Riding into the new Myanmar capital Naypyidaw was an enormous surprise. In the middle of nowhere the government decided to build a new Capital, so there is no slum, no traffic, no downtown, no litter and oh no people. It’s kind a weird there are huge beautiful new hotels, suburbs, apartment buildings but seriously few people. I am guessing it is still being developed. The houses around the main movement buildings are mansions…well that was expected. The roads are pristine clearly NOT made by hand huge 8 lane (I kid you not 8 lane) concrete highways filtering into 4 and 6 lane roads. Well I take my hat off to the town planner this is truly forward thinking, more towns should be built with these road systems. They may take time to fill up though. Being the ONLY vehicles on an 8 lane at 5pm was the most fun ever..drag racing anyone 🙂
After staying in another luxury hotel, oh yes this is the best thing about Myanmar. Other than the old capital Yangon where the hotels are hugely expensive and not that good unless you pay a fortune. The hotels are expensive but fantastic the 2 and 3 star hotels are genuinely like 5 star hotels and honestly better than the 4 star hotels I get to stay in for work. So we’ve had a great time staying in 2 and 3 star hotels which are like hmmm I don’t know how to describe them just superb. Naypyidaw was no exception the hotel we stayed in was fantastic. Many of the buildings especially the old colonial ones in Myanmar especially in Yangon are really beautiful but totally worn down and in need of a good cleanup and paint. If any money was spent on that the cities would be 100 times nicer.
I had a really interesting encounter after breakfast while I was waiting for the guys. I was sitting in the hotel reception and military general sat opposite me. He asked me where I was from and how I was enjoying Myanmar. He was the director of the military research department in Myanmar and was at the hotel to meet some Israeli Drs for a big medical conference that was happening in Naypyidaw. We only spoke for a few minutes and I had no idea just what kind of question were acceptable to ask. But we spoke about the tropical diseases the conference was about, and where (well lets call him Dr T, as I am not sure a Burmese general would want his name printed by some strange biker tourist women) Dr T studied and what I thought of Myanmar. He gave me his business card and was a really nice friendly man who seemed really happy to talk about the level of medical care in his country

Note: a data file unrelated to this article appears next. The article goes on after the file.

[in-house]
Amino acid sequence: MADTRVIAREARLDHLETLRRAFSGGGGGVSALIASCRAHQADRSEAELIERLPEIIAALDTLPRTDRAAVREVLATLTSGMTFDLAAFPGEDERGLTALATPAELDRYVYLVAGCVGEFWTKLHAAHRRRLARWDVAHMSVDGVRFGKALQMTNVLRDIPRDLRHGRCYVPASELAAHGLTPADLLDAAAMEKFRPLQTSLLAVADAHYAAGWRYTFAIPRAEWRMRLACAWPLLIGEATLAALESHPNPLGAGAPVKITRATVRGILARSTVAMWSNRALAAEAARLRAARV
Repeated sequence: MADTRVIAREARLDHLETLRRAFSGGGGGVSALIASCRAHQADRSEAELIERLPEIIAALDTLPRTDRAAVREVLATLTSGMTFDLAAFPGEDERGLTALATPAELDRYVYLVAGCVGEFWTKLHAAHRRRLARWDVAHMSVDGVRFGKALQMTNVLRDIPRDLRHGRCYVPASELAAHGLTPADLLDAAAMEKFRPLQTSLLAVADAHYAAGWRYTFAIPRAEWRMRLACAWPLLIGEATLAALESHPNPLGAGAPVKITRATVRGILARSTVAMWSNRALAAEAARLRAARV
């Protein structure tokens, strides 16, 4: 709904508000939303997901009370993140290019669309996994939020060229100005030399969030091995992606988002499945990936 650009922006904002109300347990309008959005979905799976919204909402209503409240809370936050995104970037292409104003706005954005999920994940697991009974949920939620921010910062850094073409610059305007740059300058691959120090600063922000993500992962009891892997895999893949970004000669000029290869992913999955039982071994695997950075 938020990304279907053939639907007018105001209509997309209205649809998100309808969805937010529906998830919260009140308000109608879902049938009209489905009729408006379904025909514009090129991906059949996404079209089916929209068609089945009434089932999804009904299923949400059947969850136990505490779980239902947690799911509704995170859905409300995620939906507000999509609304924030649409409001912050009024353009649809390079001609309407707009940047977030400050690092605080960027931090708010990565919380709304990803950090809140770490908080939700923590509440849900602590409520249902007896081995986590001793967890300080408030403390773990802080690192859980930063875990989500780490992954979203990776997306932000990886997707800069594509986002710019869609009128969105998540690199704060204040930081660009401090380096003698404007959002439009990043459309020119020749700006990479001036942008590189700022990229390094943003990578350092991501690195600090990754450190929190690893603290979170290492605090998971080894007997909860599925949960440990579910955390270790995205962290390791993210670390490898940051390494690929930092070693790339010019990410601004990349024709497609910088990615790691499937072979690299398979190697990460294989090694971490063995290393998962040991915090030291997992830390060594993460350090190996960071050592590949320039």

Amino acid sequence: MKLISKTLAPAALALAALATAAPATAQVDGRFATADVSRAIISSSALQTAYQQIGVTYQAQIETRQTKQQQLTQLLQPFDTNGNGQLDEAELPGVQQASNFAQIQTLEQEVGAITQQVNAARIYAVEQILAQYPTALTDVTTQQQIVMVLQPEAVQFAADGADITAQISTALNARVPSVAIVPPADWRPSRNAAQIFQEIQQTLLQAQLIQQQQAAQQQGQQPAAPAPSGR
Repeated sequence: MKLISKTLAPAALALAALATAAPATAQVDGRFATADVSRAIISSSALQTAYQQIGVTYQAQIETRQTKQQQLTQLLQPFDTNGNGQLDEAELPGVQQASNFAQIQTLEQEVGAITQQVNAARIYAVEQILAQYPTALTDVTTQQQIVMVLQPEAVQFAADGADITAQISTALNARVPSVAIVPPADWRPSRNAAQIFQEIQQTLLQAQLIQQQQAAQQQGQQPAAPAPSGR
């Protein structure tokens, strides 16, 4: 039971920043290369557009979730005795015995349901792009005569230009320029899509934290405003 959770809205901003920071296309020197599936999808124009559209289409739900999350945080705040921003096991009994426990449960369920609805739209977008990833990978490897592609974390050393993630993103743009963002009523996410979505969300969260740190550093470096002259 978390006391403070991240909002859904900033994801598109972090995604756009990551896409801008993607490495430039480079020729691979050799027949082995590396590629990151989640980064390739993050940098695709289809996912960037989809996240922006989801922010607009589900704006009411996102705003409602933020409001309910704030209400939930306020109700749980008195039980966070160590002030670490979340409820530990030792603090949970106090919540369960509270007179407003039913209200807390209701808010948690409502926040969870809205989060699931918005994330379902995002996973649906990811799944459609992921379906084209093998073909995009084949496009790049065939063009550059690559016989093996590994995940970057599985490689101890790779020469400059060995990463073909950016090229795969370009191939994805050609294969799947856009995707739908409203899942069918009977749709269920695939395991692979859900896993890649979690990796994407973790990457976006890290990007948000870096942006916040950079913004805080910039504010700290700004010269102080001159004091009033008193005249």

The following day we went to see the new Parliament buildings. We managed to get as close as the gate. We were stopped about 250m at a police stop but Eric is a charmer and they let us leave out bikes there and walk up to the gate. The parliament building complex is like a mini city, it is HUGE and totally flamboyant but extremely beautiful. Cleary someone was making a statement. It must have cost millions and millions a start contrast to the poverty in the country. But then again what country isn’t like this. I am not quite sure what to make of the Myanmar government there certainly seems to be a level of corruption I just cannot make out how bad it is. The Burmese people seriously do not have the same fear / caution as the Chinese people and will quite freely voice their opinion to us about the political situation. For example one of our guides mentioned that people used to make way for any official vehicles on the road but now he knows he does not need to anymore so doesn’t. One of the things you see all over Myanmar in cities and rural areas and on every street are bottles of clean drinking water. Even in the smallest villages clay pots are put out on a designated table by a designated water bearer every day. The clean bottled water is supplied by the government so that everyone in the whole country has clean water. One will not find anything like this in China or in fact in any country I have travelled through.
We were stopped only twice in on the Myanmar roads at police road blocks. The police were very friendly and just took our passports and made us write our names and passport numbers in a logbook, no one asked for money and non was given. So the police and either genuinely not corrupt or have just not leered to ask for bribes like their Russian counterparts.